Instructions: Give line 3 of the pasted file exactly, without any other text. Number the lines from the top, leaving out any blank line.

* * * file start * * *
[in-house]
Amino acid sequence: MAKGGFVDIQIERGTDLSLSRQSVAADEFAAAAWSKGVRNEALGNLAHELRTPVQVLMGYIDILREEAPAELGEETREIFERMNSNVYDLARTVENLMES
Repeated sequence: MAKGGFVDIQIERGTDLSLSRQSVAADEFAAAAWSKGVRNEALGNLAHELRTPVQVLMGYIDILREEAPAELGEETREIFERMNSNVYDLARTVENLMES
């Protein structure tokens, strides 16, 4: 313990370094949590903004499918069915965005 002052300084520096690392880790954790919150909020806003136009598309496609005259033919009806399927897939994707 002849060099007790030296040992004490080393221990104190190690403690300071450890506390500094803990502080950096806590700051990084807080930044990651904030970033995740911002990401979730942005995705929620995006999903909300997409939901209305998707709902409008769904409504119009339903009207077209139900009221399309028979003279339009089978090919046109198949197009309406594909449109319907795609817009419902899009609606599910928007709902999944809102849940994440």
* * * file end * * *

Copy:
Repeated sequence: MAKGGFVDIQIERGTDLSLSRQSVAADEFAAAAWSKGVRNEALGNLAHELRTPVQVLMGYIDILREEAPAELGEETREIFERMNSNVYDLARTVENLMES